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Welcome to Molecular and Integrative Physiology

In this post-genomic era, physiology is uniquely poised at the nexus between molecular function and whole animal integration with the goal of understanding how the functions of thousands of encoded proteins serve to bring about the highly coordinated behavior of cells and tissues underlying physiological functions in animals and how their dysfunction may lead to disease.  Research and graduate training in the Department of Molecular & Integrative Physiology is focused on understanding the regulation and function of gene products at multiple levels of biological organization, from molecules and macromolecular complexes to cells, tissues, and whole organisms. With the tools of molecular genetics and modern systems biology, physiologists are at the forefront of dramatic advances currently occurring in life and biomedical sciences. Advanced training in molecular and integrative physiology will provide the necessary foundation to prepare for a career in this exciting area of functional biology.

Milan K. Bagchi, Head


MIP News

Drs. Benita S. Katzenellenbogen and John A. Katzenellenbogen have been awarded the Fred Conrad Koch Lifetime Achievement Award by the Endocrine Society.

The Society’s highest honor, this annual award recognizes lifetime achievements and exceptional contributions to the field of endocrinology. Dr. Benita Katzenellenbogen is currently the Swanlund Chaired Professor of Molecular and Integrative Physiology, and Dr. John Katzenellenbogen is the Swanlund Chaired Professor of Chemistry. This is the first time the award has honored two scientists who collaborate both at work and at home as a married couple. Read more...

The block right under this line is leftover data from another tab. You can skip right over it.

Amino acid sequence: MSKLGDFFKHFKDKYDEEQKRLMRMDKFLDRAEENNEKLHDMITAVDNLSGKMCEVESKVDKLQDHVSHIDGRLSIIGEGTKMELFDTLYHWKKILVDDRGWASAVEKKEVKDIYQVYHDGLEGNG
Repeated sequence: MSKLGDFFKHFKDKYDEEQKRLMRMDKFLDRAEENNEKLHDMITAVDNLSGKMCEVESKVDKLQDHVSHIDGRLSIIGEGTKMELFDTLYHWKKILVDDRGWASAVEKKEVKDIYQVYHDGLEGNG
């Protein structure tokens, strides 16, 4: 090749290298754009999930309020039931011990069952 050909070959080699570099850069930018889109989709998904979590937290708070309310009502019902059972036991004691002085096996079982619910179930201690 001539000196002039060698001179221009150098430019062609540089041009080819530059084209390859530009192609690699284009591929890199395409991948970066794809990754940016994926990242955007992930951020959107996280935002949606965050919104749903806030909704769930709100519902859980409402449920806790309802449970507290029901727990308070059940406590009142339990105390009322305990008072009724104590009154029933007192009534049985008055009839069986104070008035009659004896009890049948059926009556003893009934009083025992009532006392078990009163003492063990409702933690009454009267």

Jongsook Kim Kemper’s lab discovers that elevated acetylation of FXR in obesity promotes hepatic inflammation, published in the EMBO Journal

Associate Professor of Molecular and Integrative Physiology, Jongsook Kim Kemper, post-doctoral researcher, Dong-Hyun Kim, and their colleagues discovered that the function of a key metabolic transcriptional regulator, FXR, is modulated by an acetyl/SUMO switch, which is dysregulated in obesity. Elevated acetylation of FXR at Lys-217 in diet-induced obese mice inhibits its SUMOylation at Lys-277, which promotes hepatic inflammation and metabolic dysfunction. The findings are published in the EMBO Journal. Read more...

Professor Jongsook Kim Kemper and collaborators discover FXR and CREB as key physiological regulators of autophagy, published in the journal Nature.

Autophagy or “self-eating” is the breakdown and recycling of cellular components and is essential for cellular survival under starvation but must be suppressed upon feeding. Acute regulation of preexisting autophagy machinery by protein phosphorylation is well defined, but longer-term regulation of the synthesis of these proteins is not. The team found that feeding-activated FXR and fasting-activated CREB are key physiological regulators of hepatic autophagy that oppositely regulate the autophagy gene network during feeding/fasting cycles. Read more...

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